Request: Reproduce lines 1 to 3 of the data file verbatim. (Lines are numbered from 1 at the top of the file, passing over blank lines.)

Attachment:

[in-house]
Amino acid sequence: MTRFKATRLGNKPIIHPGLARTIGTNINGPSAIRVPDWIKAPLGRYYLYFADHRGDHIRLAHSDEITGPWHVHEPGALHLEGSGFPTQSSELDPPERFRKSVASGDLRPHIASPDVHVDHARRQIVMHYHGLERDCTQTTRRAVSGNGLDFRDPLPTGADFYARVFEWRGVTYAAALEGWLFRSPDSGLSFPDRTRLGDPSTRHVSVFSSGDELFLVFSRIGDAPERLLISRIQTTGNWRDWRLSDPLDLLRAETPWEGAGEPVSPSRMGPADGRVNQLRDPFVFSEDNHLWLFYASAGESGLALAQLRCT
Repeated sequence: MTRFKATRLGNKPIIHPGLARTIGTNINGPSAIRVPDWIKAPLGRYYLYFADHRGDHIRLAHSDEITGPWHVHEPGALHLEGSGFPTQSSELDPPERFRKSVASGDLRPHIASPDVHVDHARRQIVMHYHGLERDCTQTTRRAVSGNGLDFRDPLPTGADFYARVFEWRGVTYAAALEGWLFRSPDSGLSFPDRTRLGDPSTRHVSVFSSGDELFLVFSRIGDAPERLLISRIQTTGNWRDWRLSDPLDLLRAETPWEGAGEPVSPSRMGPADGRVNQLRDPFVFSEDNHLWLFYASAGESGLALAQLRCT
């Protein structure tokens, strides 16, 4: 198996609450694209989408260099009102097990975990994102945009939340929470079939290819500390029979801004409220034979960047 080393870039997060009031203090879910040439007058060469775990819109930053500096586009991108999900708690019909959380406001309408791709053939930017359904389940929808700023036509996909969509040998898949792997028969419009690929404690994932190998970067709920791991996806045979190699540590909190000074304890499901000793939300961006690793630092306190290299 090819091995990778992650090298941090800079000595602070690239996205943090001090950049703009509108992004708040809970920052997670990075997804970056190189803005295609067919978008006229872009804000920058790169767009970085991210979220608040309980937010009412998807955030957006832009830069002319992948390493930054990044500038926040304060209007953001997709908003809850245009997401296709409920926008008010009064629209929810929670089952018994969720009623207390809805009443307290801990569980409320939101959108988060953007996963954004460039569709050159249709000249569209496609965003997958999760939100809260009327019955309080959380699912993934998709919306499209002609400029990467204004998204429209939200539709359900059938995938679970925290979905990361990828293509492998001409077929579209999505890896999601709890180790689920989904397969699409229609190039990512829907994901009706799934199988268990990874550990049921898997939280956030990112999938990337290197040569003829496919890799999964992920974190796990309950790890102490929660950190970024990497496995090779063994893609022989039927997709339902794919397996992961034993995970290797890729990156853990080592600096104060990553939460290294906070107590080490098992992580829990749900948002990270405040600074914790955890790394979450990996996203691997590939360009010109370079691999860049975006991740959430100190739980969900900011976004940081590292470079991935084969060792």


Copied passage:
[in-house]
Amino acid sequence: MTRFKATRLGNKPIIHPGLARTIGTNINGPSAIRVPDWIKAPLGRYYLYFADHRGDHIRLAHSDEITGPWHVHEPGALHLEGSGFPTQSSELDPPERFRKSVASGDLRPHIASPDVHVDHARRQIVMHYHGLERDCTQTTRRAVSGNGLDFRDPLPTGADFYARVFEWRGVTYAAALEGWLFRSPDSGLSFPDRTRLGDPSTRHVSVFSSGDELFLVFSRIGDAPERLLISRIQTTGNWRDWRLSDPLDLLRAETPWEGAGEPVSPSRMGPADGRVNQLRDPFVFSEDNHLWLFYASAGESGLALAQLRCT
Repeated sequence: MTRFKATRLGNKPIIHPGLARTIGTNINGPSAIRVPDWIKAPLGRYYLYFADHRGDHIRLAHSDEITGPWHVHEPGALHLEGSGFPTQSSELDPPERFRKSVASGDLRPHIASPDVHVDHARRQIVMHYHGLERDCTQTTRRAVSGNGLDFRDPLPTGADFYARVFEWRGVTYAAALEGWLFRSPDSGLSFPDRTRLGDPSTRHVSVFSSGDELFLVFSRIGDAPERLLISRIQTTGNWRDWRLSDPLDLLRAETPWEGAGEPVSPSRMGPADGRVNQLRDPFVFSEDNHLWLFYASAGESGLALAQLRCT